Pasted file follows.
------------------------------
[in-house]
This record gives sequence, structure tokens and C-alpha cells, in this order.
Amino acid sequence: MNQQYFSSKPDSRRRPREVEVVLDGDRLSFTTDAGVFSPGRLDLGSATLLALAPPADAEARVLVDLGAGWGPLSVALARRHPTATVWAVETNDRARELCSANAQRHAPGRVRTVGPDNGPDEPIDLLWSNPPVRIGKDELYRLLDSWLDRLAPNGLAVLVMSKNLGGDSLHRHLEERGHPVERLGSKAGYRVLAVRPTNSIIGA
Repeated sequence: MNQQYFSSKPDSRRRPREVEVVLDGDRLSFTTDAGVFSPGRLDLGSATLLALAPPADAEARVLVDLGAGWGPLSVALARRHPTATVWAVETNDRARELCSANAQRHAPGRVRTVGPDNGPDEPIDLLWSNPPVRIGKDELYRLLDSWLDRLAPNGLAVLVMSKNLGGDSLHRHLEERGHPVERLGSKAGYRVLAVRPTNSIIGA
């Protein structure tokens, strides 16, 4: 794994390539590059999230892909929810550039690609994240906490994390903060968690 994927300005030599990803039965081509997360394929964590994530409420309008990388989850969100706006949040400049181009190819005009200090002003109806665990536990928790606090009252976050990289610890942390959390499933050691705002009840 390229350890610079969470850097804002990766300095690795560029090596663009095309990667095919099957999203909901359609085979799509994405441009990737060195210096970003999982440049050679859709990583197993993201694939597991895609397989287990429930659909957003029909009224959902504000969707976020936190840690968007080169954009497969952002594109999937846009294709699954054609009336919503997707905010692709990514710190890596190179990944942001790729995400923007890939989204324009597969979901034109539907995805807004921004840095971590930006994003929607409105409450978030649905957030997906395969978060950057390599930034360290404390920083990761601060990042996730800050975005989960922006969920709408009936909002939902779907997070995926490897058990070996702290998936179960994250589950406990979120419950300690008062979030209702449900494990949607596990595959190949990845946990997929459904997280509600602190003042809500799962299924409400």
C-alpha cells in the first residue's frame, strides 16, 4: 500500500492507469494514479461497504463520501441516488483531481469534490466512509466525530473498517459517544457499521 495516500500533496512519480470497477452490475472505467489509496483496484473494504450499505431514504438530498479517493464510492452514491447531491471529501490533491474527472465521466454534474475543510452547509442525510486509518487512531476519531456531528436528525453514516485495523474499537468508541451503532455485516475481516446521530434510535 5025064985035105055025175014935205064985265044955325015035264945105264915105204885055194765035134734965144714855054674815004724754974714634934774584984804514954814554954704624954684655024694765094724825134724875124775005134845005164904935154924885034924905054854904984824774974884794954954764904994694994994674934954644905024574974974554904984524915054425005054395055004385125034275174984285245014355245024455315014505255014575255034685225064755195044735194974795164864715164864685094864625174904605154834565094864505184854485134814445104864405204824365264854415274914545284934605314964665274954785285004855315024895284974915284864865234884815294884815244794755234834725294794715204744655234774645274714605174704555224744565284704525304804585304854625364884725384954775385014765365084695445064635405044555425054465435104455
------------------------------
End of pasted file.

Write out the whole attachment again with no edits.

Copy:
[in-house]
This record gives sequence, structure tokens and C-alpha cells, in this order.
Amino acid sequence: MNQQYFSSKPDSRRRPREVEVVLDGDRLSFTTDAGVFSPGRLDLGSATLLALAPPADAEARVLVDLGAGWGPLSVALARRHPTATVWAVETNDRARELCSANAQRHAPGRVRTVGPDNGPDEPIDLLWSNPPVRIGKDELYRLLDSWLDRLAPNGLAVLVMSKNLGGDSLHRHLEERGHPVERLGSKAGYRVLAVRPTNSIIGA
Repeated sequence: MNQQYFSSKPDSRRRPREVEVVLDGDRLSFTTDAGVFSPGRLDLGSATLLALAPPADAEARVLVDLGAGWGPLSVALARRHPTATVWAVETNDRARELCSANAQRHAPGRVRTVGPDNGPDEPIDLLWSNPPVRIGKDELYRLLDSWLDRLAPNGLAVLVMSKNLGGDSLHRHLEERGHPVERLGSKAGYRVLAVRPTNSIIGA
């Protein structure tokens, strides 16, 4: 794994390539590059999230892909929810550039690609994240906490994390903060968690 994927300005030599990803039965081509997360394929964590994530409420309008990388989850969100706006949040400049181009190819005009200090002003109806665990536990928790606090009252976050990289610890942390959390499933050691705002009840 390229350890610079969470850097804002990766300095690795560029090596663009095309990667095919099957999203909901359609085979799509994405441009990737060195210096970003999982440049050679859709990583197993993201694939597991895609397989287990429930659909957003029909009224959902504000969707976020936190840690968007080169954009497969952002594109999937846009294709699954054609009336919503997707905010692709990514710190890596190179990944942001790729995400923007890939989204324009597969979901034109539907995805807004921004840095971590930006994003929607409105409450978030649905957030997906395969978060950057390599930034360290404390920083990761601060990042996730800050975005989960922006969920709408009936909002939902779907997070995926490897058990070996702290998936179960994250589950406990979120419950300690008062979030209702449900494990949607596990595959190949990845946990997929459904997280509600602190003042809500799962299924409400």
C-alpha cells in the first residue's frame, strides 16, 4: 500500500492507469494514479461497504463520501441516488483531481469534490466512509466525530473498517459517544457499521 495516500500533496512519480470497477452490475472505467489509496483496484473494504450499505431514504438530498479517493464510492452514491447531491471529501490533491474527472465521466454534474475543510452547509442525510486509518487512531476519531456531528436528525453514516485495523474499537468508541451503532455485516475481516446521530434510535 5025064985035105055025175014935205064985265044955325015035264945105264915105204885055194765035134734965144714855054674815004724754974714634934774584984804514954814554954704624954684655024694765094724825134724875124775005134845005164904935154924885034924905054854904984824774974884794954954764904994694994994674934954644905024574974974554904984524915054425005054395055004385125034275174984285245014355245024455315014505255014575255034685225064755195044735194974795164864715164864685094864625174904605154834565094864505184854485134814445104864405204824365264854415274914545284934605314964665274954785285004855315024895284974915284864865234884815294884815244794755234834725294794715204744655234774645274714605174704555224744565284704525304804585304854625364884725384954775385014765365084695445064635405044555425054465435104455